How to quantify the elements of brand and user imagery that drive purchase and create loyalty
For decades, the marketing community has been aware that there are emotional and psychodynamic factors that drive brand selection and loyalty. Even in today's price-sensitive economy, the imagery attached to brands goes far beyond product attributes, functional benefits and price to sell products. All products and brands develop personas in consumers' minds. All project varying user images, which differ by audience. Consumers tend to buy products with imagery that is either consistent with their positive view of themselves, or which conveys a plausible aspirational model (something they would like to be and believe they could conceivably achieve).
While the importance of product imagery is clear, it is tricky to assess via direct questioning techniques. All but the most creative respondents are hard put to provide rich, detailed answers to straightforward questions such as "If this soda were a person, what kind of person would it be?" There are many reasons for this difficulty, but primarily, respondents can't answer these kinds of questions because consumers don't realize (or don't want to admit) that advertising images affect their purchase decisions. Indeed, most consumers want to believe that they purchase based solely upon rational facts such as price, value, taste and performance. Moreover, since consumers tend to deny that product imagery affects their decisions, they can become anxious that their answers to direct image-related questions are a reflection of their personality. The result of all these dynamics is a relatively quiet respondent, who gives sensible, general, barely useful responses.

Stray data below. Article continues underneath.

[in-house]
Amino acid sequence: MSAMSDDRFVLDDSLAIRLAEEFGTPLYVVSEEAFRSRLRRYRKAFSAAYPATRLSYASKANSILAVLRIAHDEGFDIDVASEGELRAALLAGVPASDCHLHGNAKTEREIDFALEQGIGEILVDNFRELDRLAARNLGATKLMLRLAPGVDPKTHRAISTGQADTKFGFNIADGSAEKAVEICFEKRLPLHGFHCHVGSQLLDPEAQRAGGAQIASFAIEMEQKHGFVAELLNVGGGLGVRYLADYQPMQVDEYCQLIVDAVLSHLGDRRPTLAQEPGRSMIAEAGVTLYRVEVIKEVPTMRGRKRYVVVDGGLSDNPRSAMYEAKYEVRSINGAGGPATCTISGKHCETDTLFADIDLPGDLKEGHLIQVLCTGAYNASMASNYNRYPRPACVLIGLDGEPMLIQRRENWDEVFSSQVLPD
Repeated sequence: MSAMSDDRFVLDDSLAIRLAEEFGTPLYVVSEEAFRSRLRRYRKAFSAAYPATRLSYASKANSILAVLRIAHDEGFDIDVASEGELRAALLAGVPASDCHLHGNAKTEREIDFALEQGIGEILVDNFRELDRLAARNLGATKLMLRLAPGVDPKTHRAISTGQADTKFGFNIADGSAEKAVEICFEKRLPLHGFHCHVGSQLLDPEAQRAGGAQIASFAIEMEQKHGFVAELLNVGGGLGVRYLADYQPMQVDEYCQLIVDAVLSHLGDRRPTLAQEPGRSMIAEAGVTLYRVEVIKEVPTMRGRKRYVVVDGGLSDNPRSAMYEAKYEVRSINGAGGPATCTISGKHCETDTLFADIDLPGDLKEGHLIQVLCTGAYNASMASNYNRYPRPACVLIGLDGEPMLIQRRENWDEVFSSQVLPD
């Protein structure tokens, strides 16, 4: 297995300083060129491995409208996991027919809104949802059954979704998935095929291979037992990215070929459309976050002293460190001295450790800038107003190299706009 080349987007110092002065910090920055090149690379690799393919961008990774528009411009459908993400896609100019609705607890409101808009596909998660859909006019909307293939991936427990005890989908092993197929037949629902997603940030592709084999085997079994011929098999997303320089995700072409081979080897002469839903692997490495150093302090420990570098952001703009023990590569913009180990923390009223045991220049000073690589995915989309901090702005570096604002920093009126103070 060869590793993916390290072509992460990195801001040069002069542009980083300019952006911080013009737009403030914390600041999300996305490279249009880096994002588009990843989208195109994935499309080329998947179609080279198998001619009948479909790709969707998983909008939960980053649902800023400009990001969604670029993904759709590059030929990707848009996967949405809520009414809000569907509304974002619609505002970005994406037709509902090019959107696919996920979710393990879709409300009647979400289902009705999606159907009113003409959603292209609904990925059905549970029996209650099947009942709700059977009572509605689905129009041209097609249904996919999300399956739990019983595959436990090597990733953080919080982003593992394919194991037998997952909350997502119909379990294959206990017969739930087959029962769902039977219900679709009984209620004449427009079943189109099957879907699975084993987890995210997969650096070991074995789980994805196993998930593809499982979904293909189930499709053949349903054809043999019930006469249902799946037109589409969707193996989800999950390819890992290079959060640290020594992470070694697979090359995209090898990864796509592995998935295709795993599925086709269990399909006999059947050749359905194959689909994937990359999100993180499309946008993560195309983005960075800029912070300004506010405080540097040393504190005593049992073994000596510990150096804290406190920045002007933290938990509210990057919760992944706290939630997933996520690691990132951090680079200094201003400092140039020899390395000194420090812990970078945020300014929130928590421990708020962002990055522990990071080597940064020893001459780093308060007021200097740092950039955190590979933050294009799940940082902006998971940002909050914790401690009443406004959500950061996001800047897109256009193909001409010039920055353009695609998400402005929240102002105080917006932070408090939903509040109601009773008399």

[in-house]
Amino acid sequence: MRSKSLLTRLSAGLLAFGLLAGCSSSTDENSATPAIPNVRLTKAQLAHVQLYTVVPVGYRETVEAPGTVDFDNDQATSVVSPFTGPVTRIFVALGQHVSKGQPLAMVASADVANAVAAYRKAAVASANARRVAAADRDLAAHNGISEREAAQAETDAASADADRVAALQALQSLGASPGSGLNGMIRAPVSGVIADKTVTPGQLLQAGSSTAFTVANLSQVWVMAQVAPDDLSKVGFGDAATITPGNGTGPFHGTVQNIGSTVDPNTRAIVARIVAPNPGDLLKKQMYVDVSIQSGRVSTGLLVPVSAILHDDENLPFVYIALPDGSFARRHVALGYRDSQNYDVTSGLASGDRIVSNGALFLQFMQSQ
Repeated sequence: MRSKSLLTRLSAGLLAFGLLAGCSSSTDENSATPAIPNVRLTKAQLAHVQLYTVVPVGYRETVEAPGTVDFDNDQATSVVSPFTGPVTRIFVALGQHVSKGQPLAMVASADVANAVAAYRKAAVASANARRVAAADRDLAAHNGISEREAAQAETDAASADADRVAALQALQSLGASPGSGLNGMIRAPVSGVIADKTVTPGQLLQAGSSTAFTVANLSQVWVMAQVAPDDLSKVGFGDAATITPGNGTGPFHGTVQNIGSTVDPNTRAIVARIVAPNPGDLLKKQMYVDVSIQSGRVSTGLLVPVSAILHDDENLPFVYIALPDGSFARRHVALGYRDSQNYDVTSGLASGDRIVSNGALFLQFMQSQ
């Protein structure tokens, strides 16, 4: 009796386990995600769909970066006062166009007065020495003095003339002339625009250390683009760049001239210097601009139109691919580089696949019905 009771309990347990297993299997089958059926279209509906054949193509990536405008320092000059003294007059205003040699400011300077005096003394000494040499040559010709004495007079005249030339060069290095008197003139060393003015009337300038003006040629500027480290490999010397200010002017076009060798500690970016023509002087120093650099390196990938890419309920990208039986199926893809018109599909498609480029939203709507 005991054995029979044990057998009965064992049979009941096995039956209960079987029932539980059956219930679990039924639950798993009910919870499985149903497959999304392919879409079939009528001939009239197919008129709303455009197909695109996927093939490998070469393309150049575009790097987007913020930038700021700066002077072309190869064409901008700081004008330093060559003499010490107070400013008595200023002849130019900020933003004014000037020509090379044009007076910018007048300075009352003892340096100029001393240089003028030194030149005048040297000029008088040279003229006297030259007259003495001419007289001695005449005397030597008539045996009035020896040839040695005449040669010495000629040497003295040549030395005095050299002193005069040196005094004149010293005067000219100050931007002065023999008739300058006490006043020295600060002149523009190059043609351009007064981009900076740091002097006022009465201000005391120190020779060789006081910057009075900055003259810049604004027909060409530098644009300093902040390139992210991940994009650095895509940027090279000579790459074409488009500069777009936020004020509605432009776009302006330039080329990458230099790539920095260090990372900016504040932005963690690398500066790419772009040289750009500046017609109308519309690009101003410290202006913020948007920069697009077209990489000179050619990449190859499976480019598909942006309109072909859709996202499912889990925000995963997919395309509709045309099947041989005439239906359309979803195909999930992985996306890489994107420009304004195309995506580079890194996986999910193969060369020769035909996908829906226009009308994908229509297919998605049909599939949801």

Despite these inherent difficulties, many researchers (who are unaware of alternative approaches) attempt to ask direct questions to assess imagery in focus groups and in-depth interviews. However, a handful of qualitative market researchers have borrowed techniques from psychology called projectives in order to obtain richer, more detailed descriptions of product imagery.
Using projective techniques to assess imagery in qualitative research
Succinctly, a technique is projective when it indirectly encourages the expression of psychologically motivating material (imagery) which the respondent is otherwise unaware of. Most projective techniques do this by presenting the question so that the consumer believes her response is part of a game which could not possibly reflect on her personality. Projectives allow research participants to sit back, relax, and to view their responses as if they were watching a movie screen, unaware, for the moment, that they wrote the film and that they hold the projector.
Returning to the soda can example, instead of simply asking the respondent "If this soda can were a person, what kind of person might it be?" the moderator positions the question as an experience. She tells respondents they are about to engage in a fun exercise, uses some sort of relaxation technique, helps them to imagine the soda can in their mind (as opposed to directly looking at it) and then says something like "Now imagine you see a hand reaching for the Diet Sunkist . . . what does the hand look like? Describe it in detail. Now, what about its owner? Their occupation? etc." (She continues to get a rich description of the image).
While on the surface, this question may seem quite similar to the more direct question asked above, there are some very important differences in the way it was presented. The primary differences are 1) the degree of intellectualization required of the respondent, and 2) the emotional state the respondent is in when the question is posed.
A projective technique doesn't require intellectual reasoning. For example, the respondent is instructed to imagine a hand, then to imagine the rest of the person. Properly presented, projectives are experienced like a game -- like playing make-believe as a child. This is markedly different from the direct, rational question "If this soda were a person, what type of person would it be?" To answer that question, most respondents feel they need a rationale to support their conclusions, which severely restricts their ability to respond. Projectives remove the need for rationale, and make it much easier to elicit potent imagery which the respondent might not really understand (and therefore cannot rationalize). A more detailed example of a projective technique follows.